The 18-mile Gene Marshall Trail (officially the Gene Marshall Piedra Blanca National Recreation Trail) cuts through the back country of the Los Padres National Forest, liking Lockwood Valley with the Sespe area north of Ojai. While the most popular day hike along the trail is on the southern end, to the Piedra Blanca sandstone formations, the northern end also offers an excellent hike to the first trail camp on the route, Upper Reyes. With mountain views, several impressive collections of oaks and pines, spring wildflowers and a trickling stream, this hike has a little something for everyone. The only downside of this hike are the bugs which can be particularly annoying during the spring; keep an eye out for ticks as well.
From the parking lot, follow the trail into the woods as it crosses the creek. You ascend through a woodland thick with oaks, make a switchback and then enter the open, heading generally south along the canyon’s west wall. At one mile, you cross the stream and meander in and out of more pockets of trees, beginning a pronounced ascent at 1.8 miles. The trail leaves the woods and switchbacks up to a saddle (2.3 miles, the high point on the route), taking in better and better views of Lockwood Valley as it climbs.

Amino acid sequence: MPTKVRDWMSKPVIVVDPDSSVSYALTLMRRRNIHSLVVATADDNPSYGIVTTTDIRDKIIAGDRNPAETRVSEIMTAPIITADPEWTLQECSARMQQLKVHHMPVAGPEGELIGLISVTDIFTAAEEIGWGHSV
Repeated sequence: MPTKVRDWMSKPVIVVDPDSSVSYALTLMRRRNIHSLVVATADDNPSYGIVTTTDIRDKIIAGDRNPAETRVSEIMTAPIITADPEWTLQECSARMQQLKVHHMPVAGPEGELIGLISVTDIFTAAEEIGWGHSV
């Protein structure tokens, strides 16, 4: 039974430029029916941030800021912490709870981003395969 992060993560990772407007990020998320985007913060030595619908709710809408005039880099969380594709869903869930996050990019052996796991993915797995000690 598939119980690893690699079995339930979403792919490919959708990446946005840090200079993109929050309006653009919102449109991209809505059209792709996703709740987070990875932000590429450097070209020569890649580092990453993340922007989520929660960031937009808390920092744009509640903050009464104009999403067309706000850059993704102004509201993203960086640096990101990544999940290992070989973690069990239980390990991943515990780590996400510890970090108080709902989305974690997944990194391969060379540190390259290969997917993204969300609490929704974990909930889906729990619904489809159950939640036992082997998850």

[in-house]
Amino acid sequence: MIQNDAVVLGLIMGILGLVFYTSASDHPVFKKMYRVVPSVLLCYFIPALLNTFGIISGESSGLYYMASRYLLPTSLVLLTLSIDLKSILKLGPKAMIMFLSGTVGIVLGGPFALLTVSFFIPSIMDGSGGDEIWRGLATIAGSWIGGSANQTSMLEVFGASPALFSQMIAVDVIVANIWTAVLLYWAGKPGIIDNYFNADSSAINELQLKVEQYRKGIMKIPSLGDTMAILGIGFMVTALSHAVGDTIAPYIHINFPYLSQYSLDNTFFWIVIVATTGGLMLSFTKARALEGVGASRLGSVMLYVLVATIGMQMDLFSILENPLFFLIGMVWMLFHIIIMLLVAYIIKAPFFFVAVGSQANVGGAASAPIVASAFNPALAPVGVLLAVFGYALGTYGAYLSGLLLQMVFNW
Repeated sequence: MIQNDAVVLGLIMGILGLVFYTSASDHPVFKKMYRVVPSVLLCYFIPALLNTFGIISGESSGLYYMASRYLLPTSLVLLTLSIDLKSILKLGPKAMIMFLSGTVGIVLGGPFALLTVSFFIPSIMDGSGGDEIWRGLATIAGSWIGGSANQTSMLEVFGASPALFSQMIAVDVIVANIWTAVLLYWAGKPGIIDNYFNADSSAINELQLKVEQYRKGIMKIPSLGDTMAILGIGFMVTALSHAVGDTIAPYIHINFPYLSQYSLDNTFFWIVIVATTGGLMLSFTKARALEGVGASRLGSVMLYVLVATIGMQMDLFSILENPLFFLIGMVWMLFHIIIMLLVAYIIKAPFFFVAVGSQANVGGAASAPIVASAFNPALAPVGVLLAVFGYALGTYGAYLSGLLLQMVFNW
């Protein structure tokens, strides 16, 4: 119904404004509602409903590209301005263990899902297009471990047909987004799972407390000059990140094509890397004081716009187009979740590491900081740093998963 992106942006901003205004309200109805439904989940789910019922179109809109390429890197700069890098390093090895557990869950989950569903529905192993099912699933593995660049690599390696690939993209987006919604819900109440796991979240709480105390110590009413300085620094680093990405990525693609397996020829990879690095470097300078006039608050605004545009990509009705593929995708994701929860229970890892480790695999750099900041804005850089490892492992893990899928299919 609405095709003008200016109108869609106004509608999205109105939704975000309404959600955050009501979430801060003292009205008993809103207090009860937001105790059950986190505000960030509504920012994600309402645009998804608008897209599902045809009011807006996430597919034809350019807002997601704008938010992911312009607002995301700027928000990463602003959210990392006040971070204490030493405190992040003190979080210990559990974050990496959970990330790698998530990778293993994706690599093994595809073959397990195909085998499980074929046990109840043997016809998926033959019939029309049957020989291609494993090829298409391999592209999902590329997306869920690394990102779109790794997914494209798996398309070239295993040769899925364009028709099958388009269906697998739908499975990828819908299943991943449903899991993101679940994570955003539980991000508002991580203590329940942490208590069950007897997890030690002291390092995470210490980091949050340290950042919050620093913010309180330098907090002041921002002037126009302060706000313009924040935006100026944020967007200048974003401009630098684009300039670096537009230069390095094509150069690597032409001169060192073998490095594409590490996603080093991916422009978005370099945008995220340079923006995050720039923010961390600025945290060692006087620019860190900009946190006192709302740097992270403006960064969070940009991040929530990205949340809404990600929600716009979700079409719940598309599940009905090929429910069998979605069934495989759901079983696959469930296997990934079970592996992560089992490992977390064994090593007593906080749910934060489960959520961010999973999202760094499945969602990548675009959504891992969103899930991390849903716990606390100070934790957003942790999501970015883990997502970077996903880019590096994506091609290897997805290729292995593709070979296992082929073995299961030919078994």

At the saddle, you may notice more switchbacks cut into the hillside opposite you; this is the continuation of the Gene Marshall Trail past the Upper Reyes Trail Camp. Begin the descent, passing by more gigantic oak trees and entering a marshy meadow. After passing a small campsite on the left side of the trail, you arrive at Upper Reyes Trail Camp, nestled peacefully beneath some tall pines. A few logs frame a small fire ring. Sit and enjoy the trickle of the nearby stream before retracing your steps. If you have time and energy, you can continue on to Beartrap Trail Camp, adding another 3.4 miles round trip with 900 feet of elevation gain.
Text and photography copyright 2016 by David W. Lockeretz, all rights reserved. Information and opinions provided are kept current to the best of the author’s ability. All readers hike at their own risk, and should be aware of the possible dangers of hiking, walking and other outdoor activities. By reading this, you agree not to hold the author or publisher of the content on this web site responsible for any injuries or inconveniences that may result from hiking on this trail. Check the informational links provided for up to date trail condition information.